As an additional control, the total homogenate and synaptosomal preparations from the hippocampi of Tau.P301L mice and in all derived genotypes were checked for tau protein expression. Expression of Tau (Fig. 1B) was similar to that previously reported [35].


NCAM is modified post-translationally by addition of α-2,8-linked sialic acid to form polysialylated NCAM (PSA-NCAM) presenting as a separate structural and functional entity. PSA-NCAM is expressed in brain regions with high levels of synaptic plasticity, predominantly in the developing nervous system, but also in adult brain in areas involved in memory and learning, particularly the hippocampus [46][50]. In agreement with these and other reports, we observed that PSA-NCAM was expressed mainly on neurons that border the hilar region of the DG (Fig. 2, upper panel).

Figure 2. PSA-NCAM expression in the Dentate Gyrus.

Upper panel: Representative images of IHC for PSA-NCAM expression in young (3 months) and old (12 month or terminal) mice with genotypes indicated. Scale bar: 50 µm. Lower panel: Number of PSA-NCAM positive neurons in the dentate gyrus of mice aged 3, 6, 9, and 12 months (n = 3 to 6 per age-group). Data: mean ± SEM, analyzed by two-way ANOVA followed by Bonferroni post hoc test: *p<0.05, **p<0.01, ***p<0.001, ****p<0.0001 (* relative to 3 months); $$p<0.01 ($ relative to FvB).

We measured the number of PSA-NCAM positive neurons in the DG and this was demonstrated to depend on the genotype and also on the age of the mice within each genotype (Fig. 2). Interestingly, at a young age, all transgenic genotypes tended to have higher numbers of PSA-NCAM expressing-neurons in the DG than wild-type mice (Fig. 2). These differences reached statistical significance in young biAT mice compared to age and gender-matched wild-type mice (Fig. 2). Age-dependent decline of PSA-NCAM expression in the DG was evident in all mice models relative to wild-type mice, independent of the genotype (Fig. 2; two-way ANOVA: genotype: F(5,76) = 5.515, p = 0.0002; age: F(3,76) = 44.16, p<0.0001; interaction: F(15,76) = 0.9852, p = 0.4782). As these observations are consistent with the usual age-related changes in PSA-NCAM reported, this suggests that the contribution of this specialized CAM to defects resulting from ageing may not be specifically related to those inflicted by amyloid or tau pathology.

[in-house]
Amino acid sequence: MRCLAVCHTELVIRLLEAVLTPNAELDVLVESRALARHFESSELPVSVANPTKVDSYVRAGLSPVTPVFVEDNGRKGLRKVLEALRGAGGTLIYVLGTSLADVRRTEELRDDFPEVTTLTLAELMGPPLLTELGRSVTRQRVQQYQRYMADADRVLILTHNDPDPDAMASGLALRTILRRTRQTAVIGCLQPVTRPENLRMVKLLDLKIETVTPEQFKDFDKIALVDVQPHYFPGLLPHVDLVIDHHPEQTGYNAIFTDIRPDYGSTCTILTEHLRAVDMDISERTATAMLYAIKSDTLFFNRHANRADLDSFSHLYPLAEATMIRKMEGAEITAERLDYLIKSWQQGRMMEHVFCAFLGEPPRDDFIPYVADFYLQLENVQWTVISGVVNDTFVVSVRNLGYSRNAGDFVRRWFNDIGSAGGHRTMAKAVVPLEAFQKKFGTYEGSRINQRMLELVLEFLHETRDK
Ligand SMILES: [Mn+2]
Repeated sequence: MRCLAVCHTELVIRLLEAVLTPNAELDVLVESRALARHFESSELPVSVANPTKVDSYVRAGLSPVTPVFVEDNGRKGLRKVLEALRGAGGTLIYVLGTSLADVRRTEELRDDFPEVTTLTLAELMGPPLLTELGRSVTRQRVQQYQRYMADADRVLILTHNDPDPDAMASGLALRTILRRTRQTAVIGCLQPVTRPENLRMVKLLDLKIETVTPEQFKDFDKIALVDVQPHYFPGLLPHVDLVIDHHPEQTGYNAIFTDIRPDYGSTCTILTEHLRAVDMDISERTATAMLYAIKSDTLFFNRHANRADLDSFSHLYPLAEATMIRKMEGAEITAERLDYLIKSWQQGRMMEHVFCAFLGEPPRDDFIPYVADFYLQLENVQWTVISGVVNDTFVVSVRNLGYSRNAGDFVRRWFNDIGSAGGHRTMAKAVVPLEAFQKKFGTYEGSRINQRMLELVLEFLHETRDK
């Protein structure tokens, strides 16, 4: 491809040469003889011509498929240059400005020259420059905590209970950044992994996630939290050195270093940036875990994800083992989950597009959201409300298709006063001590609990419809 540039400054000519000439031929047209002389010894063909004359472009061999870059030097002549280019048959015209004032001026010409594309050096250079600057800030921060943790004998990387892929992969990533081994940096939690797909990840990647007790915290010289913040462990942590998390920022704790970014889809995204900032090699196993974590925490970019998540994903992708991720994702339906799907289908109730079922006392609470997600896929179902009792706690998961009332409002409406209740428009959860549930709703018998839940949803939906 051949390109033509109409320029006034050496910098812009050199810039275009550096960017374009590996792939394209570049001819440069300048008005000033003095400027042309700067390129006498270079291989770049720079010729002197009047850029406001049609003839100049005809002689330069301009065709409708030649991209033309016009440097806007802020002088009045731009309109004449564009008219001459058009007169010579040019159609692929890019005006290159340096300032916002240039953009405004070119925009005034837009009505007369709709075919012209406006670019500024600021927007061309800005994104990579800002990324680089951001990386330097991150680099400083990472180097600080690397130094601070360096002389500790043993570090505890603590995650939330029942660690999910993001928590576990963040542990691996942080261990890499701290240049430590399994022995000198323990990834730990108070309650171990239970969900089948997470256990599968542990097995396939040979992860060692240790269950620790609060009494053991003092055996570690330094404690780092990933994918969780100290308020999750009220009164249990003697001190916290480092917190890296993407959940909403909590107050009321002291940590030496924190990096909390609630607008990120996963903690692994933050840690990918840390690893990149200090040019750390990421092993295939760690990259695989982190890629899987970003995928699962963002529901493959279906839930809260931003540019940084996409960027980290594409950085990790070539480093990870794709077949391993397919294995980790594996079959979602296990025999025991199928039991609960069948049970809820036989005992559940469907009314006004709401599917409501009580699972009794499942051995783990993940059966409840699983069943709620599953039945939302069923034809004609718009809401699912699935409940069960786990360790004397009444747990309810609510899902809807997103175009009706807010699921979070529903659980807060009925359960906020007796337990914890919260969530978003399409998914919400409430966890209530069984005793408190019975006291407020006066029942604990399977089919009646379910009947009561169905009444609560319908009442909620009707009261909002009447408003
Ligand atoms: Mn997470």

IHC showed SynCAM-1 to be strongly expressed within the hippocampus (Fig. 3A, upper panel). Particularly, the CA1 region, including the SLM, stained intensely for SynCAM-1, although a marked zone along the border of the SLM with the stratum radiatum (SR) remained nearly devoid of SynCAM-1 (Fig. 3A, lower panels, arrowheads). Similar patterns were observed in all mice, independent of their genotype by IHC staining for SynCAM-1 (Fig. 3A).

Figure 3. SynCAM in the hippocampus and synaptosomes.

A. IHC for SynCAM in hippocampus (upper panels) and CA1 region (lower panels) of young mice (age 4 months) of the indicated genotypes. Arrowheads denote the layer between CA1 SLM and SR in which SynCAM is absent. Images are representative for median expression observed (n = 5/6 per genotype). Scale bars: 400 µm in upper panels, 100 µm in lower panels. B. Biochemical analysis of SynCAM isoforms in total homogenates (upper panels) and synaptosomal preparations (lower panels) from the hippocampus (n = 4 per genotype). Data were normalized to actin levels and reported relative to those in wild-type FvB mice. Quantification of SynCAM-1 was not possible because of the poor reaction with the antibody, producing too weak signals. Data: mean ± SEM, analyzed by one-way ANOVA followed by Dunnett post hoc test with respect to FvB.